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Tom Cruise victimized of 'Dick and Jane'?
Posted By Samuel Blumenfeld On 07/23/2003 @ 1:00 am In Commentary | Comments Disabled
For years I’ve been warning parents how easy it is for a child to become learning disabled or dyslexic by the faulty teaching methods used in most American public schools. Happily, I’ve been successful in saving thousands of children from becoming dyslexic, as their parents have used my two books that prevent dyslexia – “How to Tutor” and “Alpha-Phonics.”
And so I was very much interested in what Tom Cruise had to say about his lifelong struggle with dyslexia in the July 21 issue of People Magazine. He writes that when he was 7 years old, he was labeled dyslexic. Which merely means that the primary schools he attended used the look-say, whole-word or sight method of teaching reading – known as the Dick and Jane method – which creates reading disability and dyslexia.
That this method of teaching creates learning problems was known as early as 1929 when Dr. Samuel T. Orton wrote a landmark article, “The ‘Sight Reading’ Method of Teaching Reading as a Source of Reading Disability,” published in the February 1929 Journal of Educational Psychology. Dr. Orton had spent the previous two years investigating reading problems among school children in Iowa and came to the conclusion that the new sight, or whole-word, method was causing most of the problems. He wrote, as diplomatically as possible:
I wish to emphasize at the beginning that the strictures which I have to offer here do not apply to the use of the sight method of teaching reading as a whole, but only to its effects on a restricted group of children for whom, I think we can show, this technique is not only not adapted but often proves an actual obstacle to reading progress, and moreover I believe that this group is of considerable educational importance both because of its size and because here faulty teaching methods may not only prevent the acquisition of academic education by children of average capacity but may also give rise to far reaching damage to their emotional life.
Dr. Orton wrote that before the Dick and Jane program was adopted by virtually every primary school in America, with the result that we’ve had a precipitous decline of literacy in America and an explosion of learning disabilities and dyslexia.
Tom Cruise describes what it was like to be dyslexic: “I’d try to concentrate on what I was reading, then I’d get to the end of the page and have very little memory of anything I’d read. I would go blank, feel anxious, nervous, bored, frustrated, dumb. I would get angry. My legs would actually hurt when I was studying. My head ached.”
This is what millions of children go through in American schools. They become adults whose lives are severely limited by their reading disorder. Not being able to read in this most literate of societies is quite a handicap. And many “dyslexics” try to keep it a secret. Tom Cruise says: “All through school and well into my career, I felt like I had a secret. When I’d go to a new school, I wouldn’t want the other kids to know about my learning disability, but then I’d be sent off to remedial reading.”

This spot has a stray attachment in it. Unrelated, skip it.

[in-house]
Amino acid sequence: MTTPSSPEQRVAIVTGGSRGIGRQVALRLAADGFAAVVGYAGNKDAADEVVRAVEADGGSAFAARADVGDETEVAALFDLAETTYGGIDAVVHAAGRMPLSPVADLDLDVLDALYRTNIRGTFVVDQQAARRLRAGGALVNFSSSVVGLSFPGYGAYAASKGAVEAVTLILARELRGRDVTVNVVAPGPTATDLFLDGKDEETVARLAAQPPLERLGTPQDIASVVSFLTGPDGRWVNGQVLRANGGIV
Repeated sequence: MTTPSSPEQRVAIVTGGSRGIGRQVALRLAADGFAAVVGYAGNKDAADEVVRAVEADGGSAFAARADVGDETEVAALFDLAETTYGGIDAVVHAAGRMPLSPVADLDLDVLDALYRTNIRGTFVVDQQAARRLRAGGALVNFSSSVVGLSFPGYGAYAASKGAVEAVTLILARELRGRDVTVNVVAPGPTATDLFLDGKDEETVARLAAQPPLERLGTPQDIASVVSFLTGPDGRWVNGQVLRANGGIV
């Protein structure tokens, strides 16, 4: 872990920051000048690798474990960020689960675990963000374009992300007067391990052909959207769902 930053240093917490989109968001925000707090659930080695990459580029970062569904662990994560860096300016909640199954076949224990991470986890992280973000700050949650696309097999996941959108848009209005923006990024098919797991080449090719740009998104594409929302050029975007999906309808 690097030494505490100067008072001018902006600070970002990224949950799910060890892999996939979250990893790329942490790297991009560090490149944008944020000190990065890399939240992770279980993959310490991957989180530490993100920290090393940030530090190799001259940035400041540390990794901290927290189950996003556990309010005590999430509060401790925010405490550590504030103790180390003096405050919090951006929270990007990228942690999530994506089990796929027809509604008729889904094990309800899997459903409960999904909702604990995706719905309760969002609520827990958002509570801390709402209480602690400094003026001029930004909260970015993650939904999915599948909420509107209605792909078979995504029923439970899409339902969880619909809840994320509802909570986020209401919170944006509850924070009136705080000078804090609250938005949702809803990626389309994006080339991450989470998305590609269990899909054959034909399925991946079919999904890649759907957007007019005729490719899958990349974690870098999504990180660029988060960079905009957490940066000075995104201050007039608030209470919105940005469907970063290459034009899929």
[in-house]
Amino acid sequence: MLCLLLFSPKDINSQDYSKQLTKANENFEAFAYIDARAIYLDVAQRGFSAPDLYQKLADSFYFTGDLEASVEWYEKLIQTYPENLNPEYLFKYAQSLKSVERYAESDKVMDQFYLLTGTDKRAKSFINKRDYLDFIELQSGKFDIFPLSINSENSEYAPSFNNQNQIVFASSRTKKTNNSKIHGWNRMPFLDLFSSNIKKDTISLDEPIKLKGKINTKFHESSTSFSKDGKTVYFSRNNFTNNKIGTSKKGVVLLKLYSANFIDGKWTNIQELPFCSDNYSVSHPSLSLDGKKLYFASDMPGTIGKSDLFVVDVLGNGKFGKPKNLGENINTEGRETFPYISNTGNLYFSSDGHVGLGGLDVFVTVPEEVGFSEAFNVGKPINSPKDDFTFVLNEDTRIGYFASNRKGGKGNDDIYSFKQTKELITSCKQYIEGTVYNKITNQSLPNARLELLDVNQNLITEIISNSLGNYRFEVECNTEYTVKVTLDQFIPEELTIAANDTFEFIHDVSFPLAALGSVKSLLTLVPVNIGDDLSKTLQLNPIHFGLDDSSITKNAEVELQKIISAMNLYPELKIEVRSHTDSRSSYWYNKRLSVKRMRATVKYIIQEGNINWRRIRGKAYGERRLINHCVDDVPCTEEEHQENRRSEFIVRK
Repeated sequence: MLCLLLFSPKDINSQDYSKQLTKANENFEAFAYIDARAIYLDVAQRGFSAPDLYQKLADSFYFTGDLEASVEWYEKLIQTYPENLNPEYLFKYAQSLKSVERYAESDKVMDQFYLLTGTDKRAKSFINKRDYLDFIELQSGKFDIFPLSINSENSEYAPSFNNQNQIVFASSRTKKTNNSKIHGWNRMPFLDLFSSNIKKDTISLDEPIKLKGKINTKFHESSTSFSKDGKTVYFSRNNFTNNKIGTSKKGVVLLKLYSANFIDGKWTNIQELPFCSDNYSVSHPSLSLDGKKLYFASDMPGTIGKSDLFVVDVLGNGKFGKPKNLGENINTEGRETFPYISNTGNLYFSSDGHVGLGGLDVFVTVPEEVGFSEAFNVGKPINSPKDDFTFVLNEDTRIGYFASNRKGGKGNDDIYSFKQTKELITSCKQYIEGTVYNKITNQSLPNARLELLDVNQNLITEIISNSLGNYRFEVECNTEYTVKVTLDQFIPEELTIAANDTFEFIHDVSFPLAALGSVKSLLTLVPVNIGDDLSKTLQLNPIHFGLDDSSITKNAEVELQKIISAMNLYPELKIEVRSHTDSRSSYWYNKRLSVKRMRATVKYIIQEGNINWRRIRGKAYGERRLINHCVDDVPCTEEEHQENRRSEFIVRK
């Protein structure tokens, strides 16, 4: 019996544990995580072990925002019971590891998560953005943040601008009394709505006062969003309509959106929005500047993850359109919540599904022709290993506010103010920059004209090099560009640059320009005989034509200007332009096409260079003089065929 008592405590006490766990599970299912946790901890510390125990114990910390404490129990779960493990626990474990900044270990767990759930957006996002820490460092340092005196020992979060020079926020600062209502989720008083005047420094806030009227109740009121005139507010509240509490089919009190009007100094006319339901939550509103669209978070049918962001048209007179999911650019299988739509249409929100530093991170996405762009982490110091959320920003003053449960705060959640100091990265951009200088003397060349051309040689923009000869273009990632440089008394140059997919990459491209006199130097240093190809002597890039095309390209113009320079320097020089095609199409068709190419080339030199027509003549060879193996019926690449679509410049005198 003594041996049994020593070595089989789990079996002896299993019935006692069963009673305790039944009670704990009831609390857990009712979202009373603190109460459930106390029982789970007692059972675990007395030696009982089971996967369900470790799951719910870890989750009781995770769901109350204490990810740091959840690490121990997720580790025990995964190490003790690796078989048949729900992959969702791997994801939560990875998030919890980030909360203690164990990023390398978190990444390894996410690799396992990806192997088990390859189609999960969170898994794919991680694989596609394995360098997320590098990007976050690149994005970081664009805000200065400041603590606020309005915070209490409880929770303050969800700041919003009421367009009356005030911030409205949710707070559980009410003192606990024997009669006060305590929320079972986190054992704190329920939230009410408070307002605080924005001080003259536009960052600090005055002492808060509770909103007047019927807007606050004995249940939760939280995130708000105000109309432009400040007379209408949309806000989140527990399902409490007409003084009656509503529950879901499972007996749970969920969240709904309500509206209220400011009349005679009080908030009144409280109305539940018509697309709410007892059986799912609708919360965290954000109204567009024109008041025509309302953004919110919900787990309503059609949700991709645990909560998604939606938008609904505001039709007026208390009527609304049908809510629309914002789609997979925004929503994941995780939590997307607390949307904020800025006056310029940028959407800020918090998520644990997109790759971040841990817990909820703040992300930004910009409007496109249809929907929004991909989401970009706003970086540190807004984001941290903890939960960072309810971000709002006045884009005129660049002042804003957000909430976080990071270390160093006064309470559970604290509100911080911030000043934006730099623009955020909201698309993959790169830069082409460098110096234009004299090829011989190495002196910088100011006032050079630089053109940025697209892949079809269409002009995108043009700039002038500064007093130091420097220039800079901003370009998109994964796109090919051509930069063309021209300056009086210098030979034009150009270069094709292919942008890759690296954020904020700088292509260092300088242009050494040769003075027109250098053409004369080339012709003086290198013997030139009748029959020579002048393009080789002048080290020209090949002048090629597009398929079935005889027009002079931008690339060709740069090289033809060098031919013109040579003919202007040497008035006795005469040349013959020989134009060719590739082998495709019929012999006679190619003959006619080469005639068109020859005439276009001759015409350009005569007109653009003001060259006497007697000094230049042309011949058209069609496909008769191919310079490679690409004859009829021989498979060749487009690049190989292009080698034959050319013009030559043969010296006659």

Why does the look-say method cause dyslexia? Because it requires children to memorize the printed word by their whole configurations, like Chinese characters. When this way of looking at words becomes automatic, it becomes a conditioned reflex, which prevents the student from seeing the phonetic structure of our alphabetically written words. In short, dyslexia can be defined as the inability to see the phonetic structure of the printed word.
The cure? Intensive systematic phonics in which the child learns that letters stand for sounds and is drilled in the vowel-consonant combinations until he or she develops a phonetic reflex, that is, the automatic ability to see the phonetic structure – the syllables – of our written language.
Tom Cruise finally learned to read when a friend introduced him to Scientology, the religion founded by the popular science-fiction writer L. Ron Hubbard who developed a study technology to teach reading and language development. Cruise says: “Many people had tried to teach me, but no one had taught me how to learn or how to study; I had been told I had all the symptoms of dyslexia, but no one had given me a solution.”
Of course, I have been offering a solution for many years, but the public schools are not interested. Despite the warning by Orton back in 1929, the public educators have continued to use faulty teaching methods in the schools. So, no matter how much money the public schools are given to “solve the reading problem,” it will not be solved because the will is not there.
Come September, another 4 million children will enter American schools hoping to be taught to read and write. But within six months, many of them will begin to experience what Tom Cruise experienced, and as a result they will act up and be put on Ritalin. And who will be to blame? Not the ignorant teachers who are badly trained to begin with. The culprits are the educational leaders in the universities and colleges who have tenure and more money from foundations and the federal government than they know what to do with. Fighting them is like fighting phantoms.
So, parents, if you want to guarantee that your child does not become dyslexic, you’ll have to teach him or her to read at home.
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